An investigation by the WWE board of directors has uncovered a secret $3 million settlement paid out by chairman and CEO Vince McMahon to hide an affair with a former employee, according to the Wall Street Journal’s Joe Palazzolo and Ted Mann.

The employee in question was reportedly hired as a paralegal in 2019 and eventually left after signing a separation agreement this January barring her from discussing the relationship.

The board’s investigation reportedly began in April and has unearthed other nondisclosure agreements involving claims by former female WWE employees of alleged misconduct by McMahon and WWE executive John Larinaitis. The payments reportedly total in the millions of dollars.

The preliminary finding of the board is reportedly that McMahon used personal funds to pay the former female employees.

While McMahon is chairman of the board and has three other allies at the table, the investigation is being led by independent director Man Jit Singh. Singh and the other eight independent directors have reportedly retained law firm Simpson Thacher & Bartlett LLP to conduct the investigation.

Board learned of alleged Vince McMahon affair, payments from anonymous email

The board reportedly learned of the $3 million agreement via a series of anonymous emails received from a person who said the paralegal was a friend.

As the emails laid out, the woman left after encounters with both McMahon and Laurinaitis.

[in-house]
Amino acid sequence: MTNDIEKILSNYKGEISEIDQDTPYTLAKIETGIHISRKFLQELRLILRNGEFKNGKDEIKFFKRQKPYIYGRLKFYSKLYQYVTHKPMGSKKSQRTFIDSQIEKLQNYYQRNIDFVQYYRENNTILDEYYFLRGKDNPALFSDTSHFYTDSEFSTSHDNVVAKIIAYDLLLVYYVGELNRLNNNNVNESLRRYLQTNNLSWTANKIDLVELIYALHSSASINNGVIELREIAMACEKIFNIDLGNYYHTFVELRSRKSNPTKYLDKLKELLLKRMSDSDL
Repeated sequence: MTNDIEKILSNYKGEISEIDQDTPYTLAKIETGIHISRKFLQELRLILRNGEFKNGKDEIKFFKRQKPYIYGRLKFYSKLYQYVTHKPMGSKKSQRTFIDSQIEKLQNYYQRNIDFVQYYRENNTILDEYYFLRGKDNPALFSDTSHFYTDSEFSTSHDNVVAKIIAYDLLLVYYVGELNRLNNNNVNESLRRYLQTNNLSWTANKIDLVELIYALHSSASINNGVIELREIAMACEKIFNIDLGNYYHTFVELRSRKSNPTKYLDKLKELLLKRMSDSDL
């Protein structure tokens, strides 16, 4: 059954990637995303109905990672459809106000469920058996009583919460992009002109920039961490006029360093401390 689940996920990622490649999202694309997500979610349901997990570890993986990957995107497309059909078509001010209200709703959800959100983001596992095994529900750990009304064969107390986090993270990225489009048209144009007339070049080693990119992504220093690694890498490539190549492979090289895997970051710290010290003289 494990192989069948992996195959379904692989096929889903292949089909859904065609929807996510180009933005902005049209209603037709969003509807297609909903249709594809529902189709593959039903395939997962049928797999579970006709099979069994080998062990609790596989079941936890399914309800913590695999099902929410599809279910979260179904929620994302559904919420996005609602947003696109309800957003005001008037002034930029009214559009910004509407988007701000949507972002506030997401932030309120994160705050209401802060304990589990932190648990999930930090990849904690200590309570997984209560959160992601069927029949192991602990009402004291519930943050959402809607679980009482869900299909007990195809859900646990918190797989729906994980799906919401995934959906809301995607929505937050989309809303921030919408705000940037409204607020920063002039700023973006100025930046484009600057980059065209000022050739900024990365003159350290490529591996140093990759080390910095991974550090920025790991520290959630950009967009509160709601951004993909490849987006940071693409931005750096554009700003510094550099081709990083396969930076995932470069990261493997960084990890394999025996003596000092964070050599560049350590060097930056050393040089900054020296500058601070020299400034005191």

From the Wall Street Journal:

The first email, sent to board members on March 30, alleged that Mr. McMahon, 76 years old, initially hired the woman at a salary of $100,000 but increased it to $200,000 after beginning a sexual relationship with her. The email to the board also alleged that Mr. McMahon “gave her like a toy” to Mr. Laurinaitis. The board is investigating the allegations in the email, the people familiar with the inquiry said.

“My friend was so scared so she quit after Vince McMahon and lawyer Jerry paid her millions of dollars to shut up,” the initial email to the board said, referring to Mr. McMahon’s longtime lawyer, Mr. McDevitt, who negotiated the deal, according to people familiar with the board inquiry.

A WWE spokesperson reportedly told the Journal the company is fully cooperating with the investigation and McMahon’s relationship with the paralegal was consensual.

McDevitt, McMahon’s attorney, said the paralegal had made no claims of harassment against McMahon and the WWE paid no money to her “on her departure.”

McMahon, who has helmed the WWE since 1982, is married to Linda McMahon, who was the company’s CEO before pursuing a U.S. Senate seat and later becoming the head of the Small Business Administration under former President Donald Trump.